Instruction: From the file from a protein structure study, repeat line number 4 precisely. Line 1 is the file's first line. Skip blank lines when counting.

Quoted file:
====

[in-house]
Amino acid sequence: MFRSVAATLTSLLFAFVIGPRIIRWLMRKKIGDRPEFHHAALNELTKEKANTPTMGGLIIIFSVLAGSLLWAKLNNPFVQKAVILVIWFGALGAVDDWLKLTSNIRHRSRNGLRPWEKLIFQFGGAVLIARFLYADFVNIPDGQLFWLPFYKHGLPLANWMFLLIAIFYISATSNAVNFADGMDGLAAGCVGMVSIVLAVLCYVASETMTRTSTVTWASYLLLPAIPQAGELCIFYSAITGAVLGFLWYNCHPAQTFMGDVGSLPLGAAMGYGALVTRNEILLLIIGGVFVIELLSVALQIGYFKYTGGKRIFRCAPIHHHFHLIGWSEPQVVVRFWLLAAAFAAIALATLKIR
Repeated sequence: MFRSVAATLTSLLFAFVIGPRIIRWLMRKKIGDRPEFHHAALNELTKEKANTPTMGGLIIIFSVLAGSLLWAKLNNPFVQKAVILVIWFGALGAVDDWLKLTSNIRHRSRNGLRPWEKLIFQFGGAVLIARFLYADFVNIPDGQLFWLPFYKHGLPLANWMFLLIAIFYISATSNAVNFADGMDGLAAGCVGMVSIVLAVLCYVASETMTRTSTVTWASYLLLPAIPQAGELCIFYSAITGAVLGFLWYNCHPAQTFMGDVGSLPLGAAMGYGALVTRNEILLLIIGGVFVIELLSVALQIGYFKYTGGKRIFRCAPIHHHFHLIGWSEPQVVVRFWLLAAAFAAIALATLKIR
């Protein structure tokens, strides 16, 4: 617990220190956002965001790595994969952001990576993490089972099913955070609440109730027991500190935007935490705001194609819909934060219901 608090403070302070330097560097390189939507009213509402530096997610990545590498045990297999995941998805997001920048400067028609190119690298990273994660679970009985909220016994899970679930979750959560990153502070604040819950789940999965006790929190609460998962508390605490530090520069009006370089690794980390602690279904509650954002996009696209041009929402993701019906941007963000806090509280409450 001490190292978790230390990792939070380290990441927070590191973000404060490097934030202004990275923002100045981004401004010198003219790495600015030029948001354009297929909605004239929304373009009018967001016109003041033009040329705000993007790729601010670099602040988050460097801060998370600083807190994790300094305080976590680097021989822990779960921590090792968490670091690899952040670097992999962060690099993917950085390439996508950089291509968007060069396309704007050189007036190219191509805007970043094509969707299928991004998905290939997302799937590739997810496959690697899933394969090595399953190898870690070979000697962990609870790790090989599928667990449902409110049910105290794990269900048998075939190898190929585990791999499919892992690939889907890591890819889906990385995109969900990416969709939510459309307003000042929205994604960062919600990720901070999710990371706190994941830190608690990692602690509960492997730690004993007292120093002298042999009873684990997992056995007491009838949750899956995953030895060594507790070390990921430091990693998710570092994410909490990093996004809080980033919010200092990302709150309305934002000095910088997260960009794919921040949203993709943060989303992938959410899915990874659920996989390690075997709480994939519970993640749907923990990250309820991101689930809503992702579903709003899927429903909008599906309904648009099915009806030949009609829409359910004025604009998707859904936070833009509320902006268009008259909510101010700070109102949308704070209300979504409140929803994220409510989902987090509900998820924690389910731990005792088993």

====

């Protein structure tokens, strides 16, 4: 617990220190956002965001790595994969952001990576993490089972099913955070609440109730027991500190935007935490705001194609819909934060219901 608090403070302070330097560097390189939507009213509402530096997610990545590498045990297999995941998805997001920048400067028609190119690298990273994660679970009985909220016994899970679930979750959560990153502070604040819950789940999965006790929190609460998962508390605490530090520069009006370089690794980390602690279904509650954002996009696209041009929402993701019906941007963000806090509280409450 001490190292978790230390990792939070380290990441927070590191973000404060490097934030202004990275923002100045981004401004010198003219790495600015030029948001354009297929909605004239929304373009009018967001016109003041033009040329705000993007790729601010670099602040988050460097801060998370600083807190994790300094305080976590680097021989822990779960921590090792968490670091690899952040670097992999962060690099993917950085390439996508950089291509968007060069396309704007050189007036190219191509805007970043094509969707299928991004998905290939997302799937590739997810496959690697899933394969090595399953190898870690070979000697962990609870790790090989599928667990449902409110049910105290794990269900048998075939190898190929585990791999499919892992690939889907890591890819889906990385995109969900990416969709939510459309307003000042929205994604960062919600990720901070999710990371706190994941830190608690990692602690509960492997730690004993007292120093002298042999009873684990997992056995007491009838949750899956995953030895060594507790070390990921430091990693998710570092994410909490990093996004809080980033919010200092990302709150309305934002000095910088997260960009794919921040949203993709943060989303992938959410899915990874659920996989390690075997709480994939519970993640749907923990990250309820991101689930809503992702579903709003899927429903909008599906309904648009099915009806030949009609829409359910004025604009998707859904936070833009509320902006268009008259909510101010700070109102949308704070209300979504409140929803994220409510989902987090509900998820924690389910731990005792088993």